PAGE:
It’s good news for AI enthusiasts and sci-fi fans: artificial intelligence has written a screenplay. The result is Sunspring, a surreal and occasionally hilarious eight-minute film. Director Oscar Sharp and AI researcher Ross Goodwin teamed up to make the movie for the Sci-Fi London film festival. The AI, which named itself Benjamin, was fed dozens of science fiction scripts. The selection included everything from classics like Blade Runner and Alien to Hot Tub Time Machine. Benjamin is a LSTM recurrent neural network, a system that can be trained to understand how a series of inputs are connected to one another. Using this knowledge, the system then generates output based on the patterns it has learned. Sunspring took a top-10 place at the festival, edging out hundreds of human competitors.
The film follows characters H (Thomas Middlemarch), H2 (Elisabeth Gray), and C’s (Humphrey Ker) futuristic love triangle. “Follows” might be the wrong word because there is no plot to speak of, just a series of disconnected and often bizarre events. We only know it’s the future because H and H2 are dressed in that mainstay of sci-fi costumes, gold lamé. The initial set is pure low-key science fiction, filled with computers and motherboards. After C declares “I have to go to the skull” he x-rays his face. There are also ray guns, black holes, and floating through space. It may not be obvious why any of this is happening or what exactly these objects are, but that’s all part of Sunspring’s weird charm.
Despite making no sense there still, somehow, manages to be a storyline. “I am not a bright light,” H says sadly to H2, just as C appears in the background. Although most of us, unlike H, don’t respond to the appearance of a romantic rival by spitting out an eyeball, it’s all strangely familiar. Everyone will recognize the body language of a relationship gone sour. It’s easy to feel H’s pain as H2 laughs along with C or rubs his arm. Even if all she’s just said is “I’m a little bit of a boy on the floor.” The actors do a wonderful job of chivvying the story along through their choice of action. Part of the fun of watching Sunspring is imagining how many ways it could have been filmed. With such an open-ended script the story could easily have looked very different.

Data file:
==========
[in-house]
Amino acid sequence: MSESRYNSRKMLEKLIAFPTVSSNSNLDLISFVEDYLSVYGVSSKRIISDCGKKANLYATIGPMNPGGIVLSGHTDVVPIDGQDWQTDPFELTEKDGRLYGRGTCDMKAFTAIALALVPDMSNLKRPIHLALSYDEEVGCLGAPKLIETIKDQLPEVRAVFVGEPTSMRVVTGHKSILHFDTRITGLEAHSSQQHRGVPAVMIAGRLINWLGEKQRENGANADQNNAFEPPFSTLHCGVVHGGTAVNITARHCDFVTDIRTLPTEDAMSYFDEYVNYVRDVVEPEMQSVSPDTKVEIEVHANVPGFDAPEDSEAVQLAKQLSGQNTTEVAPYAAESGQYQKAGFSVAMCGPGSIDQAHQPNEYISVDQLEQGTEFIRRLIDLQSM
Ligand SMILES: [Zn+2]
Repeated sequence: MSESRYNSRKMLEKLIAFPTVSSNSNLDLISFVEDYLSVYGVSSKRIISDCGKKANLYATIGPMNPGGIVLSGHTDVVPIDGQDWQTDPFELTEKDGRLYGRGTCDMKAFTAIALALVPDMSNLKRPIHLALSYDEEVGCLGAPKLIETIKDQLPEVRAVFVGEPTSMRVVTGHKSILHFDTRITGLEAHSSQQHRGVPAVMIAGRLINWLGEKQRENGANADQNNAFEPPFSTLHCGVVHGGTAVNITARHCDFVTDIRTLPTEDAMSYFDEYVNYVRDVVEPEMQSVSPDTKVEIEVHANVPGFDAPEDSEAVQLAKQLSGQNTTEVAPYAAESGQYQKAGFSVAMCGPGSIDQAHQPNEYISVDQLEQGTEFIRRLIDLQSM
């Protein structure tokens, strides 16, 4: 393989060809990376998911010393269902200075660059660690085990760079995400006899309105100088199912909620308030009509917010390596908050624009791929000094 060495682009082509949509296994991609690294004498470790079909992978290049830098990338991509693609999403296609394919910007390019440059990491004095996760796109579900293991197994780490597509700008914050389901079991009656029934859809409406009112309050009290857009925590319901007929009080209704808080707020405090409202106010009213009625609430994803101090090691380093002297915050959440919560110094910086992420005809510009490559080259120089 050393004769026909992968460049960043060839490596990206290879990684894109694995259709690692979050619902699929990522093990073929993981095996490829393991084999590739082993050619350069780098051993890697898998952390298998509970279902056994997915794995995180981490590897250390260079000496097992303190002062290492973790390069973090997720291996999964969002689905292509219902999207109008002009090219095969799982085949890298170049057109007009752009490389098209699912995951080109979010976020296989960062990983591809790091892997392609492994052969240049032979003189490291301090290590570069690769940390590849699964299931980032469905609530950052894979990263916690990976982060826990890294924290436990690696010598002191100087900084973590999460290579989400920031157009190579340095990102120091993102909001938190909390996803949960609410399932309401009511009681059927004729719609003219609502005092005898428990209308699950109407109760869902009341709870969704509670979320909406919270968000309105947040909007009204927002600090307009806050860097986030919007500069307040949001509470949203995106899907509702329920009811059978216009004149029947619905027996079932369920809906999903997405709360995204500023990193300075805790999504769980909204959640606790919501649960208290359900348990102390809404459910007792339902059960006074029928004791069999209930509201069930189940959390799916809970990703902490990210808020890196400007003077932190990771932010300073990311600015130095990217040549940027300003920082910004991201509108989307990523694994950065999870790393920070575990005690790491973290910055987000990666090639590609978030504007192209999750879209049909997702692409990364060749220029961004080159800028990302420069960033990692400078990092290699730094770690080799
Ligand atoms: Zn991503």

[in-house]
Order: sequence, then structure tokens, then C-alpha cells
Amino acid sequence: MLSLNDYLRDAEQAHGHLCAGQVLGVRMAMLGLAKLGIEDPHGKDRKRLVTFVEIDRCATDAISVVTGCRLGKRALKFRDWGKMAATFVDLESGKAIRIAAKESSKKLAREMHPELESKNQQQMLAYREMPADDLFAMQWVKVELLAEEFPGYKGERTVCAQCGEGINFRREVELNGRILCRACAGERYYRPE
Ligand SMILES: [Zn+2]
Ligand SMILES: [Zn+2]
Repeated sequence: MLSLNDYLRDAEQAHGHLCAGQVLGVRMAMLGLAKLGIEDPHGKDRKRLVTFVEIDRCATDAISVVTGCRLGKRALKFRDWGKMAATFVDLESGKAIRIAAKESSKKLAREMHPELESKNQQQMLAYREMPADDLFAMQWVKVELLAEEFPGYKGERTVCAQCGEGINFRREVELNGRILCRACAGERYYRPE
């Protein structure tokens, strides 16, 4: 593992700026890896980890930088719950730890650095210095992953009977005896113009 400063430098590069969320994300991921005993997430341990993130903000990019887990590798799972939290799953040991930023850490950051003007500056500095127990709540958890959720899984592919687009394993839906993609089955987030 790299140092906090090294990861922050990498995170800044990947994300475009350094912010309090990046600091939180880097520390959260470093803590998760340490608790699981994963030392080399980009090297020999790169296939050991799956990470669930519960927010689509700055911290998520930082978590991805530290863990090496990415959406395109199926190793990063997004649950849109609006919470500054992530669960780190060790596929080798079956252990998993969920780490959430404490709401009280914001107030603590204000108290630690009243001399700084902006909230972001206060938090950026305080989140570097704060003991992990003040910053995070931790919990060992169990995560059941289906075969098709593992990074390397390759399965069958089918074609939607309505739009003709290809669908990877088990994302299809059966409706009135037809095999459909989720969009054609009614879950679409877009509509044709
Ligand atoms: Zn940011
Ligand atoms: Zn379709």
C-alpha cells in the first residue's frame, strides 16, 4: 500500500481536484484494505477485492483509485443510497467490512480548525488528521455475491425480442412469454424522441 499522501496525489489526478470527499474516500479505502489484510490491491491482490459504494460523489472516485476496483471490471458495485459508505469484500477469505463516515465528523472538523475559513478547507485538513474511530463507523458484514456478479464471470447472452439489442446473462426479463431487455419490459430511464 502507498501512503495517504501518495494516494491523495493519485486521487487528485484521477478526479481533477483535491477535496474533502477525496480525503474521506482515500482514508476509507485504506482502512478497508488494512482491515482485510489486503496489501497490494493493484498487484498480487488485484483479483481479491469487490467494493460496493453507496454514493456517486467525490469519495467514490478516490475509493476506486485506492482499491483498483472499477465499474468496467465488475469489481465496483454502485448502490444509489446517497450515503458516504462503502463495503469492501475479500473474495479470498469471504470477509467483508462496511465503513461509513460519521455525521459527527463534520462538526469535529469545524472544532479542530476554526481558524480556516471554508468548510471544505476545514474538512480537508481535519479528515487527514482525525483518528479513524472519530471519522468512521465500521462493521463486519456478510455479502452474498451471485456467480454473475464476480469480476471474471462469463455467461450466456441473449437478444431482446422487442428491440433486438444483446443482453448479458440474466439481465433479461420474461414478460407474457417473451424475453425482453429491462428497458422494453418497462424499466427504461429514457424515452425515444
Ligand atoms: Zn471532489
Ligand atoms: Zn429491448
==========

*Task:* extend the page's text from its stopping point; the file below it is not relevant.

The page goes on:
Benjamin was also responsible for writing the stage directions, which included instructions like “He is standing in the stars and sitting on the floor” and “He picks up a light screen and fights the security forces of the particles of transmission on his face.” Because the screenplay veers from cliché to incoherence any narrative comes from the decisions of the people involved. It’s impressive just how much meaning the actors manage to wring from the nonsense script. Still, the effect is like overhearing a conversation that’s only half in English: you can’t shake the feeling that what you’re hearing should make sense but it never does.
The futuristic setting fits nicely with all this dystopian confusion. But Sunspring isn’t a dystopia because it isn’t really anything. Unlike some equally confusing avant-garde films, there’s no hidden message or meaning. At least for now, AI has no ulterior motivation. The consequence is that Sunspring feels like a Rorschach test, tantalizingly suggestive but nebulous. Together Sharp and Goodwin have transformed their clever concept into an equally clever film. And this experiment is also a smart riff on one of the enduring themes of science fiction, the intelligent machine. Only in this case, the machine has written the script. The experiment shows AI’s potential and also demonstrates, often to hilarious effect, its shortcomings.
However brilliant Sunspring may be, Skynet is still a long way off.